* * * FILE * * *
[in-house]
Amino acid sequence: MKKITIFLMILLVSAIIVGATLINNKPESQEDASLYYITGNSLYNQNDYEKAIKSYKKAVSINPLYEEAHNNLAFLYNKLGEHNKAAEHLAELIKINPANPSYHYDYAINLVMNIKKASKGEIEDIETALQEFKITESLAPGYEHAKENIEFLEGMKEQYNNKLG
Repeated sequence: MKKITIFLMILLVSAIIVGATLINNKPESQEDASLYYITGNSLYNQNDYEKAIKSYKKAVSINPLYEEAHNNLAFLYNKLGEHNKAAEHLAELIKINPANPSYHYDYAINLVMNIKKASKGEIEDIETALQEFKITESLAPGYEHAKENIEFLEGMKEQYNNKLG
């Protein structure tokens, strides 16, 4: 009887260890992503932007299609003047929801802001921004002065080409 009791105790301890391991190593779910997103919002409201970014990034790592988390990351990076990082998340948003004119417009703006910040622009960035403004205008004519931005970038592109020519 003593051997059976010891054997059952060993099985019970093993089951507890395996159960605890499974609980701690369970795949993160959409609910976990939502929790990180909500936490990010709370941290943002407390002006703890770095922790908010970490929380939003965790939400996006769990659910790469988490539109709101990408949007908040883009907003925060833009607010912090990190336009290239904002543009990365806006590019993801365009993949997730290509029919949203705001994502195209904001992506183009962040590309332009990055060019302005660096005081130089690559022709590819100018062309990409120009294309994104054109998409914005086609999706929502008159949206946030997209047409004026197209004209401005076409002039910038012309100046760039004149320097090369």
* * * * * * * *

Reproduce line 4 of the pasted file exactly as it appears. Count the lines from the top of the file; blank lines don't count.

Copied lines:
């Protein structure tokens, strides 16, 4: 009887260890992503932007299609003047929801802001921004002065080409 009791105790301890391991190593779910997103919002409201970014990034790592988390990351990076990082998340948003004119417009703006910040622009960035403004205008004519931005970038592109020519 003593051997059976010891054997059952060993099985019970093993089951507890395996159960605890499974609980701690369970795949993160959409609910976990939502929790990180909500936490990010709370941290943002407390002006703890770095922790908010970490929380939003965790939400996006769990659910790469988490539109709101990408949007908040883009907003925060833009607010912090990190336009290239904002543009990365806006590019993801365009993949997730290509029919949203705001994502195209904001992506183009962040590309332009990055060019302005660096005081130089690559022709590819100018062309990409120009294309994104054109998409914005086609999706929502008159949206946030997209047409004026197209004209401005076409002039910038012309100046760039004149320097090369």